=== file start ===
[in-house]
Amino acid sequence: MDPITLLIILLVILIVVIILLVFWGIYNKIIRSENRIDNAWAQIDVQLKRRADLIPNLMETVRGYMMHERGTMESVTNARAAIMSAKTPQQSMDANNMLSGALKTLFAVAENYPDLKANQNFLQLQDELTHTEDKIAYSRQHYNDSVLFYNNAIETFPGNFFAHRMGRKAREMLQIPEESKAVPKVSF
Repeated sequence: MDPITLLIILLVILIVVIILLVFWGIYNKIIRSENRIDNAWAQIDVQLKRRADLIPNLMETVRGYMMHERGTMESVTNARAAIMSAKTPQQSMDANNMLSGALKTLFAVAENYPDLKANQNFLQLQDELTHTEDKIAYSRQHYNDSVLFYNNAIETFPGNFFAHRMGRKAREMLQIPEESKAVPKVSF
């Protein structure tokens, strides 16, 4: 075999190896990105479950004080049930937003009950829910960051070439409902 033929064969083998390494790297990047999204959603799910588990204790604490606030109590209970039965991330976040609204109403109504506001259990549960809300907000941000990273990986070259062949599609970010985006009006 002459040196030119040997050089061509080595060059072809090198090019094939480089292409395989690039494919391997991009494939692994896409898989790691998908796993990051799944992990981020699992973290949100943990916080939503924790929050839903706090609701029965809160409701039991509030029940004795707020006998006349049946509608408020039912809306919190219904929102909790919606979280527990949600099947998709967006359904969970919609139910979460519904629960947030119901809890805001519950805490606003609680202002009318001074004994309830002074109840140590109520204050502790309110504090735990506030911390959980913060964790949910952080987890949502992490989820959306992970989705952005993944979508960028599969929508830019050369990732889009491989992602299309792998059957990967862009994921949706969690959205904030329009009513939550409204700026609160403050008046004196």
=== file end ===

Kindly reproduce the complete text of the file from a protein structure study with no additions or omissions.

[in-house]
Amino acid sequence: MDPITLLIILLVILIVVIILLVFWGIYNKIIRSENRIDNAWAQIDVQLKRRADLIPNLMETVRGYMMHERGTMESVTNARAAIMSAKTPQQSMDANNMLSGALKTLFAVAENYPDLKANQNFLQLQDELTHTEDKIAYSRQHYNDSVLFYNNAIETFPGNFFAHRMGRKAREMLQIPEESKAVPKVSF
Repeated sequence: MDPITLLIILLVILIVVIILLVFWGIYNKIIRSENRIDNAWAQIDVQLKRRADLIPNLMETVRGYMMHERGTMESVTNARAAIMSAKTPQQSMDANNMLSGALKTLFAVAENYPDLKANQNFLQLQDELTHTEDKIAYSRQHYNDSVLFYNNAIETFPGNFFAHRMGRKAREMLQIPEESKAVPKVSF
């Protein structure tokens, strides 16, 4: 075999190896990105479950004080049930937003009950829910960051070439409902 033929064969083998390494790297990047999204959603799910588990204790604490606030109590209970039965991330976040609204109403109504506001259990549960809300907000941000990273990986070259062949599609970010985006009006 002459040196030119040997050089061509080595060059072809090198090019094939480089292409395989690039494919391997991009494939692994896409898989790691998908796993990051799944992990981020699992973290949100943990916080939503924790929050839903706090609701029965809160409701039991509030029940004795707020006998006349049946509608408020039912809306919190219904929102909790919606979280527990949600099947998709967006359904969970919609139910979460519904629960947030119901809890805001519950805490606003609680202002009318001074004994309830002074109840140590109520204050502790309110504090735990506030911390959980913060964790949910952080987890949502992490989820959306992970989705952005993944979508960028599969929508830019050369990732889009491989992602299309792998059957990967862009994921949706969690959205904030329009009513939550409204700026609160403050008046004196």